U.S. Net and Total Patent Citation Flows, 1963-2002

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U.S. patents are classified into technology categories at a number of different levels. At the one-digit level there are six categories, and at the two-digit level there are 36 categories. On application, every patent is required to cite previous art. The citations to other patents are a patent's "up-citations", while the patents citing a patent are its "down-citations". The total, net, in-flow, and out-flow of citations between categories provides insight into trends in technological innovation.

Contributed by: Bernard Gress (March 2011)
Open content licensed under CC BY-NC-SA


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This Demonstration uses the patent citations datasets compiled by B. H. Hall, A. B. Jaffe, and M. Tratjenberg (2001) comprising more than 3 million U.S. patents (and more than 16 million citations) granted between January 1963 and December 2002. This Demonstration allows the user to visualize the "trade" in citations between technology categories for different time frames over different periods, and to consider either up- or down-citations, and either total citation trade, or just net. The number of arrows between two technology categories over the selected time period is selected with the "cutoff" value; the size of each category's disks shows the relative number of patents granted during that time period. Figure 3 is a nice illustration of the relationship between the two main categories of patents, those in the Chemical sphere, and those in the Computer sphere. Semiconductor Devices and Computer Peripherals seem to be the ambassadors between these two worlds.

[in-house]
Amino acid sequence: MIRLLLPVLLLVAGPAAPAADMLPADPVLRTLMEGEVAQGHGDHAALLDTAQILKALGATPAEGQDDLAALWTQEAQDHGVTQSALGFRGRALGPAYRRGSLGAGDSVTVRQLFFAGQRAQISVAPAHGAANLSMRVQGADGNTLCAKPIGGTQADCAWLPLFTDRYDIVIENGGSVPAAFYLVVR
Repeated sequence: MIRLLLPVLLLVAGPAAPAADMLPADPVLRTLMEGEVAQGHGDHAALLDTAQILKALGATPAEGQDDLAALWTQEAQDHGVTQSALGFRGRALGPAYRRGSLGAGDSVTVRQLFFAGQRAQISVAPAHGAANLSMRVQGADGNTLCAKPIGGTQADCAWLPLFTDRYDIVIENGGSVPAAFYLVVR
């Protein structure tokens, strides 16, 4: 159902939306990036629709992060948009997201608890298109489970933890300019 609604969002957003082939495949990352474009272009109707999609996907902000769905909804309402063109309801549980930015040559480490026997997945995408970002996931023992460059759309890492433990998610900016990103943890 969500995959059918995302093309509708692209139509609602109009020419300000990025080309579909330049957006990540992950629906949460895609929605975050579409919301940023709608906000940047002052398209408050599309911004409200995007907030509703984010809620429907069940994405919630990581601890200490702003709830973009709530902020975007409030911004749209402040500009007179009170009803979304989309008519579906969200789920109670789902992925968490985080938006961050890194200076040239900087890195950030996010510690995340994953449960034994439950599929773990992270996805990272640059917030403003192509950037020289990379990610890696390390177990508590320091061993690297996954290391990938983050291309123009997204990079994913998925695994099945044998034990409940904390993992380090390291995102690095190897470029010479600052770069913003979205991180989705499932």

For more information, see the following references.

"The NBER Patent Citations Data File: Lessons, Insights and Methodological Tools"

NBER Patent Citation Data Download Website



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